Forty years ago, findings on the global climatic effects of nuclear war first introduced the prospect of “nuclear winter.” In the decades since, the consequences of nuclear use have remained only incidental to considerations of nuclear policy. A new paper from NTI, “Global Effects of Nuclear Conflict: Implications for Nuclear Policymaking, Then and Now,” highlights the need for renewed attention to the catastrophic effects of nuclear conflict as a crucial step toward reducing the risk of nuclear use.
The paper provides historical context and describes how the scientific revelation of “nuclear winter” was first received by the U.S. defense community in the 1980s. It sheds light on the debate that emerged over how U.S. nuclear policy should account for the implications of the global effects of nuclear use, as many of the questions posed then are even more important to consider in the context of today’s interconnected and economically interdependent world. The complexity of modern global systems creates new vulnerabilities and introduces risks of cascading societal, economic, industrial, and political failures that countries are dangerously unprepared to address.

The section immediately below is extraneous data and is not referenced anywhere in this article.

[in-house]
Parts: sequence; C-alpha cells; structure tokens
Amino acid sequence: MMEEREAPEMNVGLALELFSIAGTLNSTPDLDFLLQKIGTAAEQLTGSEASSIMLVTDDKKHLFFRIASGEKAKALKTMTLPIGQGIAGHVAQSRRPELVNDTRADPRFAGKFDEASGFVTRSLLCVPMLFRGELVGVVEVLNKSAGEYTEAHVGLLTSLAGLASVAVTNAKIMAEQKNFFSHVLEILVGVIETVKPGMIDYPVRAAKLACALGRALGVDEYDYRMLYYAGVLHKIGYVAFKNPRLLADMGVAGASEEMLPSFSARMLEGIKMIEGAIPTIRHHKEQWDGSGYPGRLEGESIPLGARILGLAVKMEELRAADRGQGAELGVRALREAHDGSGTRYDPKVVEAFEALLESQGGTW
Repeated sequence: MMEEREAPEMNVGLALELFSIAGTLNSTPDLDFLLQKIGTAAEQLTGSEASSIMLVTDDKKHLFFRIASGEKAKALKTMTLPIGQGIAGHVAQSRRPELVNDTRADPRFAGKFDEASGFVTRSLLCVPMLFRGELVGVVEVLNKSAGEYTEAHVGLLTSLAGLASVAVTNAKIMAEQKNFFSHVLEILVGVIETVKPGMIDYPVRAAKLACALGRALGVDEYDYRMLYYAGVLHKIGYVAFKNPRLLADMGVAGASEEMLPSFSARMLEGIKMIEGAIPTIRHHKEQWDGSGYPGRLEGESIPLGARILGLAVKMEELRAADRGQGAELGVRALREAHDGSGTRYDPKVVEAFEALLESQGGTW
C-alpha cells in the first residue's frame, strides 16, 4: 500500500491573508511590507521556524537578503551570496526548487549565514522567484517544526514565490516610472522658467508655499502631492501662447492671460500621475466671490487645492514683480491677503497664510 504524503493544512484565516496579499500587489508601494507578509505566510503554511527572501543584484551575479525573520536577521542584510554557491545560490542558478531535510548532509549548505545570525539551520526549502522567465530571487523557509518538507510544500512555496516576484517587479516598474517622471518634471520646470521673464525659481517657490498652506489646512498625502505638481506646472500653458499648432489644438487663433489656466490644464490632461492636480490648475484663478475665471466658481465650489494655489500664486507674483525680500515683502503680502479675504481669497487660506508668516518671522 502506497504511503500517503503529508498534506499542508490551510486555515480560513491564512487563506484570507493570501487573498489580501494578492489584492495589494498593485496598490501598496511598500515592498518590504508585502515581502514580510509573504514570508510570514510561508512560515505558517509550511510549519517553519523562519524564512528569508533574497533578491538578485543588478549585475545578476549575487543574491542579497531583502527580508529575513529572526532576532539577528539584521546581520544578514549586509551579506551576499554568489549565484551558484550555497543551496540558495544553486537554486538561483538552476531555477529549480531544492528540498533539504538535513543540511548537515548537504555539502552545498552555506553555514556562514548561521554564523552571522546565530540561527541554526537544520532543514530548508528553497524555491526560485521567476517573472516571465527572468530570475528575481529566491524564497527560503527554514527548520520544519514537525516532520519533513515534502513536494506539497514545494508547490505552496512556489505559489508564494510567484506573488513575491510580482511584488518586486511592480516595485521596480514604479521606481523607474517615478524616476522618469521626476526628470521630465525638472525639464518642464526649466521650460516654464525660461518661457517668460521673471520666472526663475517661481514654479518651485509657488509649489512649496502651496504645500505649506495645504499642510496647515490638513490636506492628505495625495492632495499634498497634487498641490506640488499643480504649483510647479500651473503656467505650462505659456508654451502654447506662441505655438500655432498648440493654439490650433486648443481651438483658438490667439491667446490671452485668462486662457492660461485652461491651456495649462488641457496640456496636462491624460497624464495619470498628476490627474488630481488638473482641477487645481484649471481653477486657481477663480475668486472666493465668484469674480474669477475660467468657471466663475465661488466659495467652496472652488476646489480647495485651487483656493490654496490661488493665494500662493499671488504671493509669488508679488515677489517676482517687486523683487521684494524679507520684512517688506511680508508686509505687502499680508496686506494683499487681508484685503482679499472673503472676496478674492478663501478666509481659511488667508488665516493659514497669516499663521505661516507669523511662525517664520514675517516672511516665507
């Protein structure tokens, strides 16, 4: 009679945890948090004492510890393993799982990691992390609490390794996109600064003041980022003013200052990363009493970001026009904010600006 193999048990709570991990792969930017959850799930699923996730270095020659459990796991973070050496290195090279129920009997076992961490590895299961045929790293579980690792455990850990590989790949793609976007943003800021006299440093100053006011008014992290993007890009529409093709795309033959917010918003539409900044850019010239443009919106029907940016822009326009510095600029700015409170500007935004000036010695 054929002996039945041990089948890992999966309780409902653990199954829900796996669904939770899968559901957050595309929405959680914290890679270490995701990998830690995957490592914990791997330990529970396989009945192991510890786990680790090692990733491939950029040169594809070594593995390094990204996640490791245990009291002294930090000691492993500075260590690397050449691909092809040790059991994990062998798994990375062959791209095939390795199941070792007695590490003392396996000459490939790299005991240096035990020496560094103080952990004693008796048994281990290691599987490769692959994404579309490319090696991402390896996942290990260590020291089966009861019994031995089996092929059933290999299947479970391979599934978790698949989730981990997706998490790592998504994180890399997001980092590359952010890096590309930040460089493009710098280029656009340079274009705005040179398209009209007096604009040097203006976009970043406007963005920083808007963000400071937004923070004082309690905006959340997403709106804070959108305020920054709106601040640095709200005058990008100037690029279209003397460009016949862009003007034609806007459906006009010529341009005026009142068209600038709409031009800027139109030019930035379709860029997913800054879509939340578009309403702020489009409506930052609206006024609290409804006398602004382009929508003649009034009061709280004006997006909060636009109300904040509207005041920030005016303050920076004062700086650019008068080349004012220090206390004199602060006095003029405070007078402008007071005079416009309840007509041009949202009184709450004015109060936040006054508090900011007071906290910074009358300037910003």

Both a reflective analysis and a forward-looking call for renewed investigation into and consideration of the global effects of nuclear conflict, the paper outlines several critical questions for experts and policymakers to confront, including:
- How does the recognition of global nuclear effects change the role and perceived utility of nuclear weapons in national security strategies?
- How should the cascading effects of nuclear war shape nuclear planning?
- Why has research into cascading nuclear effects been neglected in nuclear policy discussions?
Without answers to these important questions, nuclear weapons policy will continue to be premised on an incomplete understanding of the consequences of nuclear use, risking catastrophic miscalculations and endangering national and global security.